“That’s not FAAIIIRRRRR!”
Those words must ring through my house at least 20,000 times a week. No matter if it’s waffle portion size, screen time or who gets to sit in the middle row in the van, there’s always some injustice occurring, and it’s almost always blamed on me, the mom. Even the two-year old will throw the phrase out there as a way of saying “I’m not happy with these results,” but she has no idea what “that’s not fair” really means. She just knows it’s the standard comeback when someone isn’t happy with what mom just laid down.
As an only child growing up, I’d use those words to fight back against my mom’s rules. But the world of siblings that I’m now attempting to parent offers a whole new dimension to the concept of fair. There are now multiple people who want time on my lap, to sit on the kitchen stool, a snack before dinner. And if one person gets said prize and others don’t it’s as if the world were going to implode.
I mean, really, what’s “fair”? My kids would say fair means equal. We should all get the same. But you and I know that’s not how the world works.
Life is not fair.
And there, that same response my own mother would give to my claims of injustice, now flows off my tongue with ease and confidence. Confidence you ask? Well, yes, the more I live life, the more I know life simply isn’t fair. And my job as a mother isn’t to teach my kids how to navigate through a world I wish existed, but to navigate through the actual world. The unfair one.
The one where my four daughters were born with different body types, learning styles, athletic abilities, personalities, health problems, hair color, and on and on and on. Four sisters who live in the same house, drew from the same gene pool, who have had same given to them in lots of ways, have not been dealt equal playing cards in every category. The not fair is just a little more obvious when it’s siblings.
This doesn’t mean I intentionally give one daughter the last piece of cake and run from the room as my girls duke it out. No, I do take into consideration questions of equality when making parenting decisions. But equality isn’t the trump card in our house. Needs are. My job is not to dwell on the fact that life is not fair, that is obvious in some moments, but to act on what is just, what is right. And what may be right for one girl in a moment, or a day, or a year, may not be exactly right for another.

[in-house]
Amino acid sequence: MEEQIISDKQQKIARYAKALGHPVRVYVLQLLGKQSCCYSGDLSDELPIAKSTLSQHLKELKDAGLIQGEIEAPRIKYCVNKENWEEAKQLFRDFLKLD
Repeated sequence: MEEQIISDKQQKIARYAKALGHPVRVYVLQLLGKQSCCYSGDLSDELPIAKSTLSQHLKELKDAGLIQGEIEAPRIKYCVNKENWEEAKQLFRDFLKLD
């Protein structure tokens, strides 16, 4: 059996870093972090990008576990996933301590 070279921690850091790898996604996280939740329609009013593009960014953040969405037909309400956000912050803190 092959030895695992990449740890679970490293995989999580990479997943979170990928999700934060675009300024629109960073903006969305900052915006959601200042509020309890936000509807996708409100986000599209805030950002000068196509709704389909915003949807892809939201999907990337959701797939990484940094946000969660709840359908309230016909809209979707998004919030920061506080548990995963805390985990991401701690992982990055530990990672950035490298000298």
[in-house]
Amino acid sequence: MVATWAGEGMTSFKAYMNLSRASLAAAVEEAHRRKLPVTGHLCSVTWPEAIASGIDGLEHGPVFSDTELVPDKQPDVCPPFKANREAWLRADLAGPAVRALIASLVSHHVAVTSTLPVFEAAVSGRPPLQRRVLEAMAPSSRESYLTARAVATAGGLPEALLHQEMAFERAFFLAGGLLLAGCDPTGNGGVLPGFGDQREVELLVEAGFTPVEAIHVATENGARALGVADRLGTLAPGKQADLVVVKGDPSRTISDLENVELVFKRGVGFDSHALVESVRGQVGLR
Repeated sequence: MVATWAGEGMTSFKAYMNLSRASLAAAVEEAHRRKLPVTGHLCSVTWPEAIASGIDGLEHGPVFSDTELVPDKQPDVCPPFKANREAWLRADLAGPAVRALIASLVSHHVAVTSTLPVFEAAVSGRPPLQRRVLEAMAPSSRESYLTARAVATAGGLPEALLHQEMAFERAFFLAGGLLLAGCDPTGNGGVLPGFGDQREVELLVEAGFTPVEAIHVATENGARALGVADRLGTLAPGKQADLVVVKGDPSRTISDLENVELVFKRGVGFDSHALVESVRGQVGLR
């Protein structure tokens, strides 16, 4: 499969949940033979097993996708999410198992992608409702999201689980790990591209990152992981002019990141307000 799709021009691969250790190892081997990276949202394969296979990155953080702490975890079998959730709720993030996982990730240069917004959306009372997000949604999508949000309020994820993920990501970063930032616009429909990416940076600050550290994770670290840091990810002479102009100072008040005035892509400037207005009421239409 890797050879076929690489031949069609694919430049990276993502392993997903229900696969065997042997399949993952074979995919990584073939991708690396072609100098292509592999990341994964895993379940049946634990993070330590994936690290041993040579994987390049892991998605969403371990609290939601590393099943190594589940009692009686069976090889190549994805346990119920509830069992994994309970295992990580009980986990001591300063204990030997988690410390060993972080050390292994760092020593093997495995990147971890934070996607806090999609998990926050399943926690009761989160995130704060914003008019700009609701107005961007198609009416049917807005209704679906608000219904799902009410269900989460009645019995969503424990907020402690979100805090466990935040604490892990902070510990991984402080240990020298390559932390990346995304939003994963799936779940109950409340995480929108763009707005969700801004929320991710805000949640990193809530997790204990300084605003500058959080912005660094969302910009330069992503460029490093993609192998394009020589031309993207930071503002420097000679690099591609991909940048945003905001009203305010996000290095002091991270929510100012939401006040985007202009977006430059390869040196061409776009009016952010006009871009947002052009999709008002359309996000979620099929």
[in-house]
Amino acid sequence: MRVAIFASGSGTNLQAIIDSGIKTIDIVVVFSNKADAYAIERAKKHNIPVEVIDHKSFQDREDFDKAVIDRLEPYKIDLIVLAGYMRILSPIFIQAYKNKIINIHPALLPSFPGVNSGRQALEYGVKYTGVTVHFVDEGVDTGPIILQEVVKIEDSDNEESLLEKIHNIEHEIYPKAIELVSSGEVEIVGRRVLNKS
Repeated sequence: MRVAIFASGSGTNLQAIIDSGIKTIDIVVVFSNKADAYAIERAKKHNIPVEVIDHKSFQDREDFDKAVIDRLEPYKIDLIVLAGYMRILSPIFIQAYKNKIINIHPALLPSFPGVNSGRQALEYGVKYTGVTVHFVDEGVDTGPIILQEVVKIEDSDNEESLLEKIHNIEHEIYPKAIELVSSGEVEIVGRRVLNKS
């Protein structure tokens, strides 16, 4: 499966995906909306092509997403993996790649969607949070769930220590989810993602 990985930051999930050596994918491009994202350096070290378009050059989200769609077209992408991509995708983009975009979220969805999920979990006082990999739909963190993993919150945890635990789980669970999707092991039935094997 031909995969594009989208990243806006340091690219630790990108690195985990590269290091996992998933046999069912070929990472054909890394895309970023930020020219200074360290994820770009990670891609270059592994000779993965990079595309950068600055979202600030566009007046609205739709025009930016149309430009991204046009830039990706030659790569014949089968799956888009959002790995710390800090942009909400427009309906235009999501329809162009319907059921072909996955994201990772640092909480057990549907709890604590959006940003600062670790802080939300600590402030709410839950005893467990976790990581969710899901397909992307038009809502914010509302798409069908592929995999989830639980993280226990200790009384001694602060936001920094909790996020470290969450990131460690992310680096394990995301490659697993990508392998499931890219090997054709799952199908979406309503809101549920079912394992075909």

Because here’s the thing, the two-year old needs me in a different way at bedtime than the ten-year old does. If I gave each one an arbitrary amount of time to appease the fair police, neither would get what she needs. My two-year old may need help bathing, brushing teeth, reading a story and snuggling every night. I simply can’t offer that routine four times over. And not all of my children need that kind of detailed attention. Instead, I try to make myself available to the ten-year old for moments when she wants to have a longer conversation because that’s what SHE needs.
The truth is God gives grace to us all. He fills in the spots where we are lacking – our unique, individual places of need. And he isn’t fair about it. He isn’t caught off guard when our needs are great, stopping to say, “Well, you’ve already gotten your even-Stephen portion of me for the day, no more until tomorrow.” He gives me what I NEED.
That’ the good news of this unfair world, the part my children will grow to learn. If you’re a frequent screw-up like me, and need heavy doses of unconditional love, sometimes it’s better not to ask for what’s fair – what’s equal – it’s best to take what you need. And let your sisters do the same.